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On the uppermost floor of the Museum of Modern Art (MoMA) is a somewhat unconventional retrospective of the difficult-to-categorize Christopher Williams. Presenting photographs from his 35-year career, “Christopher Williams: The Production Line of Happiness” evidences what curator Roxana Marcoci called his “truly cross-disciplinary” work. The exhibition engages with photographic conventions and commercialism, sometimes gnawing at your expectations, but always with cleverness and spirit.
The show is arranged in what Williams referred to as an “awkward gallery” because you must exit the way you entered. Said entrance/exit features checklists and writings, which have been blown up onto bright red walls. These “supergraphics” relate to the walls from previous exhibitions that are installed throughout the exhibit, creating a connection between past, present, and future. The actual gallery space, however, does not include any wall texts, so spectators must rely on a confusing, non-sequential (but very appropriate) program for direction.
In reference to the atypical space, Williams said, “My titles are too long or they’re too short, my mattes are too big, the pictures are a bit low, everything is as it should be, but just a little bit akimbo.” In doing so, he invites viewers to ask themselves why indeed the pictures hang so low because “then you’re asking a philosophical question and you’re confronting the idea that they should be higher and then the question is why should they be higher?”
The exhibition features works such as Angola to Vietnam (1987-89), and Dix-huit Leçons Sur La Société Industrielle. Angola to Vietnam, one of his major projects from the 80’s, is a series of 27 photographs that combine the scientific and the political. His more recent series, Dix-huit Leçons Sur La Société Industrielle, considers image culture as it has been affected by the Cold War as well as its role in exhibitionist society. Throughout, Williams colorfully engages with artistic traditions and consumer culture, depicting anything from a Cuban beach or a bunch of apples to a woman dressed in an empty smile and a Kodak-colored towel.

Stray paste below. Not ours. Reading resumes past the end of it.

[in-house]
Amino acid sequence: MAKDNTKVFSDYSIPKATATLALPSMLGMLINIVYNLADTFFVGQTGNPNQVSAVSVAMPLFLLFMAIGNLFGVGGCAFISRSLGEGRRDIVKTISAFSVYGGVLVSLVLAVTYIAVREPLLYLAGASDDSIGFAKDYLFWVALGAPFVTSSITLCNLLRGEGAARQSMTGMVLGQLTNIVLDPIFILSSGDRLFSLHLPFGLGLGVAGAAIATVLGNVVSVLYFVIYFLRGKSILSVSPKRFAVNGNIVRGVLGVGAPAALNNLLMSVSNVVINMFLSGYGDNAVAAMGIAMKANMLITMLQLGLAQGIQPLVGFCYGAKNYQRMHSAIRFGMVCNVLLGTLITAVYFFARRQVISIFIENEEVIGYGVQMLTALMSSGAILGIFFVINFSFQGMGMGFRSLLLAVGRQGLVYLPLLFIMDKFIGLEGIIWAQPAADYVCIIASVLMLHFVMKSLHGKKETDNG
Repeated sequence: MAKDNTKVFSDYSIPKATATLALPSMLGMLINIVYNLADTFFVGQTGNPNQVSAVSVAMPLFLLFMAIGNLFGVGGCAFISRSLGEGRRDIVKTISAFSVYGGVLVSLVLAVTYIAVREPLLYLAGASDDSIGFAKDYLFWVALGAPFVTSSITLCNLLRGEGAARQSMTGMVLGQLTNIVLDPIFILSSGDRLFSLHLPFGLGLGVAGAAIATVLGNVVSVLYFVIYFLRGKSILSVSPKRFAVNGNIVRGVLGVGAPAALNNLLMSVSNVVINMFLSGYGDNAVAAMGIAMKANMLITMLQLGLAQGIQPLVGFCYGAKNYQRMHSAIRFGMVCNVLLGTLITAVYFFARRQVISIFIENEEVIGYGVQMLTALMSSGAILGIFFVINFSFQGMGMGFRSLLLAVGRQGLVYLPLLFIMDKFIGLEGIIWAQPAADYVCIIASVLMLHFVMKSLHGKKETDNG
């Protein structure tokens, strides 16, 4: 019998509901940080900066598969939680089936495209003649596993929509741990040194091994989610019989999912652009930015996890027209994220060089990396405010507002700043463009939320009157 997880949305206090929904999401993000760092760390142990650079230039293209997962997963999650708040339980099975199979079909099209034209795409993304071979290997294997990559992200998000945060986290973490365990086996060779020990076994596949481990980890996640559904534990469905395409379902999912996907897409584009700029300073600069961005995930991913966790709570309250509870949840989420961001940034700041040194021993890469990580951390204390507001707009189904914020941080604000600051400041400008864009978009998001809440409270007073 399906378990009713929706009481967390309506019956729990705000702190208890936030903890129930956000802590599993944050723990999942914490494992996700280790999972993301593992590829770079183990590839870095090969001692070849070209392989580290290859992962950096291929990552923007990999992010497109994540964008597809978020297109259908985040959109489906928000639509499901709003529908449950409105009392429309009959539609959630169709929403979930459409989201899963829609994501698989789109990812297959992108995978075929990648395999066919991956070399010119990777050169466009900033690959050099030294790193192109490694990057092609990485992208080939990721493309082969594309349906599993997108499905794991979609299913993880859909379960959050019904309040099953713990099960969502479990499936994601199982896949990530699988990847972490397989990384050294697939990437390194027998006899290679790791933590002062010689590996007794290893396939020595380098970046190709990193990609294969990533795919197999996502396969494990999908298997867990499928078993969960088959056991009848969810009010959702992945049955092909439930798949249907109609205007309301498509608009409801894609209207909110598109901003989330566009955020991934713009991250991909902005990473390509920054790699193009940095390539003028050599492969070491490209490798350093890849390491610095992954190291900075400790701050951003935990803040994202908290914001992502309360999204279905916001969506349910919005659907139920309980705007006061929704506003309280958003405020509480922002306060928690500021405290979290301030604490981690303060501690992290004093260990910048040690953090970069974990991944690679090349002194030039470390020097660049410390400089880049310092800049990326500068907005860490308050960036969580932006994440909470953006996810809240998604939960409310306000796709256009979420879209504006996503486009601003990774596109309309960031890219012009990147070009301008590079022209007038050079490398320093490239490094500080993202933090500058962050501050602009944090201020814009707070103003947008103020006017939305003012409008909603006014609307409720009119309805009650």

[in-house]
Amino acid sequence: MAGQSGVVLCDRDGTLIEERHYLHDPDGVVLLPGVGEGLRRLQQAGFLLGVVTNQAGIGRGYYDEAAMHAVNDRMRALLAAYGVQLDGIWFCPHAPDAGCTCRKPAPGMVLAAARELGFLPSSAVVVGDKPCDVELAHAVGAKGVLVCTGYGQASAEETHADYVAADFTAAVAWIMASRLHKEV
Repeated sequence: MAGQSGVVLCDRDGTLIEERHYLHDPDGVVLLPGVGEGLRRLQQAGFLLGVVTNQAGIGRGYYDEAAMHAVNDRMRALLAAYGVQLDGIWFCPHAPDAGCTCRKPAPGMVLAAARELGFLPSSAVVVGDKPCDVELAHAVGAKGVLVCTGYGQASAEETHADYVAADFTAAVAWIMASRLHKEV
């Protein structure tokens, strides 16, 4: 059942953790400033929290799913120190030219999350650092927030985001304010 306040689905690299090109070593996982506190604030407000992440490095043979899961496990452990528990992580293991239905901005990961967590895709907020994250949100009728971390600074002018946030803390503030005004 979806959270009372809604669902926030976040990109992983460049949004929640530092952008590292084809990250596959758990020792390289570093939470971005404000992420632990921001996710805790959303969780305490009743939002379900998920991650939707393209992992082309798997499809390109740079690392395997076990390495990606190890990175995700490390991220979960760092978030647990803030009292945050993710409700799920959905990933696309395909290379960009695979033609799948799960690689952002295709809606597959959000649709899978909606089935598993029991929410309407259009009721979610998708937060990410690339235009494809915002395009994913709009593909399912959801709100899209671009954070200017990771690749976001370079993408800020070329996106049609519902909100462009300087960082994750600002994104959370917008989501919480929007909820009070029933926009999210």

And more often than not, any models featured will be smiling. Williams considers smiling his area of work, commenting, “over the years, I’ve tried to reposition the smile and the laugh in different ways” due to the lack of smiles in the worlds of conceptual art and photography.
However, Williams stated that he does not consider himself as belonging to either of those worlds. “I’m uncomfortable with the term ‘conceptual artist’ but I’m equally uncomfortable with the idea that I’m a photographer,” he said. He observed that he is a “picture editor and a graphic designer” as much as anything else.
“Christopher Williams: The Production Line of Happiness” will be on view at the MoMA from July 27 through November 2, 2014.